Limits

North from Mount Ellen toward Camel’s Hump and beyond. Day 5.

It was getting warm.

We were running a little low on water, and the slope was unrelentingly down and down and down — from the top of one of Vermont’s highest peaks to a mere 350 ft above sea level on the banks of the Winooski River.

This past Tuesday, the 7th day of this summer’s Vermont Climate Bike/Run, I was on this 6-mile descent down the Bamforth Ridge from the summit of Camel’s Hump with Laura Lea, who was pacing me for the afternoon, and I felt what I had been dreading since getting on my bike the week before — a twinge of pain in my lower shin.

A few steps later I knew for sure — the stress reaction in my tibia that I’d suffered in Iceland and in Norway and Sweden had returned.

From Glastenbury Mountain. Day One.

My thoughts turned suddenly quiet and sullen — at a far remove from the enthusiasm I’d shared on the summit just over an hour before.

Based on similar experiences, I knew that I could either keep going with increasing, searing pain that would eventually lead to a stress fracture. Or, I could stop at the river, reassess and make a decision.

Sitting atop our cooler in the gravel parking lot, and with everyone’s full support, I decided that stopping here — only a short hour-long drive from our home — was the right choice.

There was no need to push through right now. What was it going to prove? and to whom?

I knew full well I could persevere pain like this. I’d done so before for days on end. But I didn’t have to. And postponing the decision to stop could only make things worse.

After a few hours, a shower, and some rest, I felt that I’d definitely made the right decision. I’d covered almost exactly 400 miles on bike and on foot over 7 days — nearly twice the length of Vermont (!!). My leg was painfully swollen, and I wanted to start healing rather than exacerbating an injury that could only heal with rest.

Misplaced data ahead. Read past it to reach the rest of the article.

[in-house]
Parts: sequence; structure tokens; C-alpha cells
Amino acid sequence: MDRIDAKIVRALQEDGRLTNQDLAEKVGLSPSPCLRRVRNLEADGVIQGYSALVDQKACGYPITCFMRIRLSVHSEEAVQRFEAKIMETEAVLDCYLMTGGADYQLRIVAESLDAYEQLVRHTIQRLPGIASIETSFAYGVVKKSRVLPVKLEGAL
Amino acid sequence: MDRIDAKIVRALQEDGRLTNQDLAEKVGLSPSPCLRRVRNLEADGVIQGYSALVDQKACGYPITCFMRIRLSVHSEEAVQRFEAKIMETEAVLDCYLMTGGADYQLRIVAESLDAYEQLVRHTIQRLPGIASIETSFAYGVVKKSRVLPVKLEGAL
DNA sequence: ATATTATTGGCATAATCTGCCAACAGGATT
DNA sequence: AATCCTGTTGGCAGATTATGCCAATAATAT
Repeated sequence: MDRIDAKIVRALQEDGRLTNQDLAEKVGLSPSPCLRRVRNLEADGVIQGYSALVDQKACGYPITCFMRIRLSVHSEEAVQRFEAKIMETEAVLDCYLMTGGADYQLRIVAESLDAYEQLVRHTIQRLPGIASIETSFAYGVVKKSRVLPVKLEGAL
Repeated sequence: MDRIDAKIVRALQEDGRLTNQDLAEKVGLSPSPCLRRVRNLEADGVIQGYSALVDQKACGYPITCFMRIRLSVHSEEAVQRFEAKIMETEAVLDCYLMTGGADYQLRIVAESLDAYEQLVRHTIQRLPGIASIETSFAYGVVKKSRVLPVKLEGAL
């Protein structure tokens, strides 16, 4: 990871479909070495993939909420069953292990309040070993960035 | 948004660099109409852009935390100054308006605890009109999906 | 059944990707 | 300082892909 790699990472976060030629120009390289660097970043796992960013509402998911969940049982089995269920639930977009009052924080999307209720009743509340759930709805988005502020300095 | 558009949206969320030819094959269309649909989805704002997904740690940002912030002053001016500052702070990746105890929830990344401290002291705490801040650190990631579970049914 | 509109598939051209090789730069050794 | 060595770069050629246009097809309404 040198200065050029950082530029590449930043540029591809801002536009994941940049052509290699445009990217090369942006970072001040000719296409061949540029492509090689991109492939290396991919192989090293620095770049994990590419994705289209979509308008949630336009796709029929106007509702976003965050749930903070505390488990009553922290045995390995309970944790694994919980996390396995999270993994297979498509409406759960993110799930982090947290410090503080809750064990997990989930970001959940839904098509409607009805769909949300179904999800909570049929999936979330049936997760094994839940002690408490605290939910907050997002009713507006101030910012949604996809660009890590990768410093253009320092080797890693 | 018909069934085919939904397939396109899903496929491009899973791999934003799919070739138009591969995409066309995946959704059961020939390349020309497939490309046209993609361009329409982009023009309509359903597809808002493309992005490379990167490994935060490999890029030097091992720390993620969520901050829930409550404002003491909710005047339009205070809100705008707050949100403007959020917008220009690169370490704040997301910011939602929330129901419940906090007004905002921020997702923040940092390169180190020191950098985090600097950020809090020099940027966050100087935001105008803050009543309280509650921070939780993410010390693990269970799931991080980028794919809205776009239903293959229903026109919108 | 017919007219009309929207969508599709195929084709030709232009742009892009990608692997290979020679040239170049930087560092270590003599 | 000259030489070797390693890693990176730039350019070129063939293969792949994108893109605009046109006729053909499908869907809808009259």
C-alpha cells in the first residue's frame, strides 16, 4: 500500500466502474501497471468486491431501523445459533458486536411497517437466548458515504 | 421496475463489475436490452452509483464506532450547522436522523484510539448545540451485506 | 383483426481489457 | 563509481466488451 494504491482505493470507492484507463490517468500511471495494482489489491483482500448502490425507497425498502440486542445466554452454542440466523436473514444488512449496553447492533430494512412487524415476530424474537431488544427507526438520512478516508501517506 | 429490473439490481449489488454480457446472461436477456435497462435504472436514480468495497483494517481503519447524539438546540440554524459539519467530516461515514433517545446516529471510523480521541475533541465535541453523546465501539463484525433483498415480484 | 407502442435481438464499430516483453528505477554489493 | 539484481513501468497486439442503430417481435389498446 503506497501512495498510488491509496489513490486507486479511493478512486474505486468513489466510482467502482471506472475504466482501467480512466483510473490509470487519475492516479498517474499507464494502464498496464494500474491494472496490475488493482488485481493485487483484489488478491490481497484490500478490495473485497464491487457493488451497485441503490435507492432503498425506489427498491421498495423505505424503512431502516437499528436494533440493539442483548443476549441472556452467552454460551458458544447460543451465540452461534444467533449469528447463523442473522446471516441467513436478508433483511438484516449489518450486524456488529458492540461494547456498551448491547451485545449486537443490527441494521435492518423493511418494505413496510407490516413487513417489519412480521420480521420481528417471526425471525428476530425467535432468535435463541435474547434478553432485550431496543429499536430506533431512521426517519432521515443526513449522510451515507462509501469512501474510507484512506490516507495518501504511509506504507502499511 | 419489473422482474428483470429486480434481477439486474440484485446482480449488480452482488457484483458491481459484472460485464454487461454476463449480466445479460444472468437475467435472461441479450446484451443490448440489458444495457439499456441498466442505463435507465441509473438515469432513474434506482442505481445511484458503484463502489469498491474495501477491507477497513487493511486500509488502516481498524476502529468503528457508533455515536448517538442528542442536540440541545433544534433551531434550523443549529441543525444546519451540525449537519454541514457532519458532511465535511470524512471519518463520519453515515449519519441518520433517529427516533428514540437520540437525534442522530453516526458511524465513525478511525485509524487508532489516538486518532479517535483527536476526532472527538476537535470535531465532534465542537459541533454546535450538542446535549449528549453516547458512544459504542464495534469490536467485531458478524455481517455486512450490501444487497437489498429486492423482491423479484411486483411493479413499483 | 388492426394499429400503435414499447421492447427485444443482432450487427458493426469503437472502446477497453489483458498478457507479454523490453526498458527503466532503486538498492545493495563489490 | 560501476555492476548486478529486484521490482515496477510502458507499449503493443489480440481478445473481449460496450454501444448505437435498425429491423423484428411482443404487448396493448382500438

As I made the now familiar rounds to doctor’s office, radiology, and physical therapist over the next couple of days, though, there was something else going on that I couldn’t have anticipated.

My invitation at the outset for other people to join me was to demonstrate the power of interdependence as a way to build community — and a more healthful relationship with the non-human world. More than 20 people coordinated their schedules to help support and pace me during my run on the LT.

But even more amazing is that since I stopped on Tuesday, many of these same people have organized themselves to complete the last 85 miles of the run as a relay over the next several days. Thanks to the initiative of Hannah A., even more people are now deeply a part of this adventure and showing me even more how vitally important strong, interdependent communities are to build resilience.

We cannot build resilience alone — even individual resilience needs the greater community for it to flourish.

After my run across Iceland, I wrote,  it is only at the limits of ourselves that we come closest to the world.

That world, I realize more and more, begins with all of us, together.

Baker Peak. Day 2.

 

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